As for the OP, I have 3 locks and 3 keys on my keychain, and I know where they all are
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Old 02-02-12, 03:07 PM
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Originally Posted by Radials983 View Post
I don't quite understand the thought process behind permanently leaving a lock at your destination. I honestly couldn't tell the difference between just a few pounds on the bike. It also doesn't seem to be of any use when your at point "C, D, E..." and your lock dangles at point "B".
I used to carry my lock back & forth from work. Then one day, I forgot my lock at home. I had to hide my bike in an unused shower in the men's locker room all day. The next day, I left a lock at work & haven't taken it home since.
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Old 02-02-12, 04:15 PM
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Originally Posted by Doohickie View Post
I think the OP anthropomorphizes too much. Locks are neither lonely nor faithful. They are just locks.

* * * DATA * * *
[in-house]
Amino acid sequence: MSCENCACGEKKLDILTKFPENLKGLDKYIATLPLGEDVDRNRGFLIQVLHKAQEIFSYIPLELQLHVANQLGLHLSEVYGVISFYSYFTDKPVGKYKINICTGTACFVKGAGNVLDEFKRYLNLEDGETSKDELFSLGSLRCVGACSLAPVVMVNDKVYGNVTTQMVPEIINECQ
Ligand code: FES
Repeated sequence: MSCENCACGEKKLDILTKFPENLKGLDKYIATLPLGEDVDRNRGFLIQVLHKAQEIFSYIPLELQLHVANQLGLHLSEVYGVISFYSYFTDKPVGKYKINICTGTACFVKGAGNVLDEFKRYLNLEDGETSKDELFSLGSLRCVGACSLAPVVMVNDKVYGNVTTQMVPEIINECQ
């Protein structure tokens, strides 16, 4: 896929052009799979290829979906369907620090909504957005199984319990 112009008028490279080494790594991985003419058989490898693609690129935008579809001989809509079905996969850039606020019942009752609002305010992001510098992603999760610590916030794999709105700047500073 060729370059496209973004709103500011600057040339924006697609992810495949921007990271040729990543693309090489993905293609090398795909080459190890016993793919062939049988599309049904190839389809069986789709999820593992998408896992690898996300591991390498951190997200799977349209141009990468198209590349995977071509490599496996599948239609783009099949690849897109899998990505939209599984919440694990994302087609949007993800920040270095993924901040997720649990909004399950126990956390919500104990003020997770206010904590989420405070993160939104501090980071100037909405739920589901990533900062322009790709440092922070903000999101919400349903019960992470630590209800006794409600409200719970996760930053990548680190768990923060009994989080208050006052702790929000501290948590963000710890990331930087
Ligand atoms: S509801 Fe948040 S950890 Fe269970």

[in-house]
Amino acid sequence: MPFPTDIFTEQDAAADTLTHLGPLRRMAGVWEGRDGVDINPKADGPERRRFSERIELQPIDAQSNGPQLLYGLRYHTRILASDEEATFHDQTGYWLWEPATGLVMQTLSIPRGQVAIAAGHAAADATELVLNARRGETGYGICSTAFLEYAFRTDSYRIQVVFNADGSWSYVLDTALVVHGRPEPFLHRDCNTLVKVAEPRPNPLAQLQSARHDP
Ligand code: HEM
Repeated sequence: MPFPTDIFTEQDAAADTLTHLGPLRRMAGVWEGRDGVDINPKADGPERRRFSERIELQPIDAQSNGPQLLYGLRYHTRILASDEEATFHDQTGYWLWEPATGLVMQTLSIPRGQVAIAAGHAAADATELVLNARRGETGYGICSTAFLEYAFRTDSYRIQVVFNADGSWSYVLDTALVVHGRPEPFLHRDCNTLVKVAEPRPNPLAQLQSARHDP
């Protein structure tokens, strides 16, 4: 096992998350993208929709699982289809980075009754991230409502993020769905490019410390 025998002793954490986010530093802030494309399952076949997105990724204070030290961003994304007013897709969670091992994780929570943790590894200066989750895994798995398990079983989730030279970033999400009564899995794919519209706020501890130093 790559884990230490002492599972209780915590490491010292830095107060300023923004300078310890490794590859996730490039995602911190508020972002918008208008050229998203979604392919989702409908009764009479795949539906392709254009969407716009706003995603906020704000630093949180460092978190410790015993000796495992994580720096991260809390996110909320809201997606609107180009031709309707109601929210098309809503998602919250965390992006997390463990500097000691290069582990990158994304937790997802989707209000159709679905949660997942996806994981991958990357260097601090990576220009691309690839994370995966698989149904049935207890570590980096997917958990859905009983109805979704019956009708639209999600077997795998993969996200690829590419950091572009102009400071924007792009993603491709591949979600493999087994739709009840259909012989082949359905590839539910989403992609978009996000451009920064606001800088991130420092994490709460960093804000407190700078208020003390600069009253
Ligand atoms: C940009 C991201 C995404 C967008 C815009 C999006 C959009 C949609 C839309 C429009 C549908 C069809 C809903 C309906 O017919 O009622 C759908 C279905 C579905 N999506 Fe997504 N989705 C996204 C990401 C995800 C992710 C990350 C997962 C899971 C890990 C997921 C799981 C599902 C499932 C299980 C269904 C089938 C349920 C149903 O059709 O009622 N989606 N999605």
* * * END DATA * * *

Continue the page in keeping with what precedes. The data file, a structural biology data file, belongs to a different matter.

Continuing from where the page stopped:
Just because you have not built a personal relationship with your locks doesn't mean they don't get lonely or remain faithful. Remember, locks are people too!
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Old 02-02-12, 04:17 PM
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Originally Posted by tarwheel View Post
The only place where I need a lock regularly is at my office, so I leave my Krytonite locked to the rack when I'm not using it. Why lug it back and forth to work every day? It's not just the weight, which is considerable, but the volume it would take up in my seatbag or frame. I keep a small, lightweight cable lock in my seatbag in case I need to make a quick stop somewhere during my commute, but rarely every use it.

BTW, I have a similar problem with combination locks. I have a combo lock that is almost new but I can't use it because I forgot the combination. Generally I write down the combinations for all of my locks in a place where I can find them, but forgot with that lock for some reason.
I write down the combinations and put them in a safe place. Now if I could just remember where that was.
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Old 02-02-12, 04:19 PM
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Originally Posted by MK313 View Post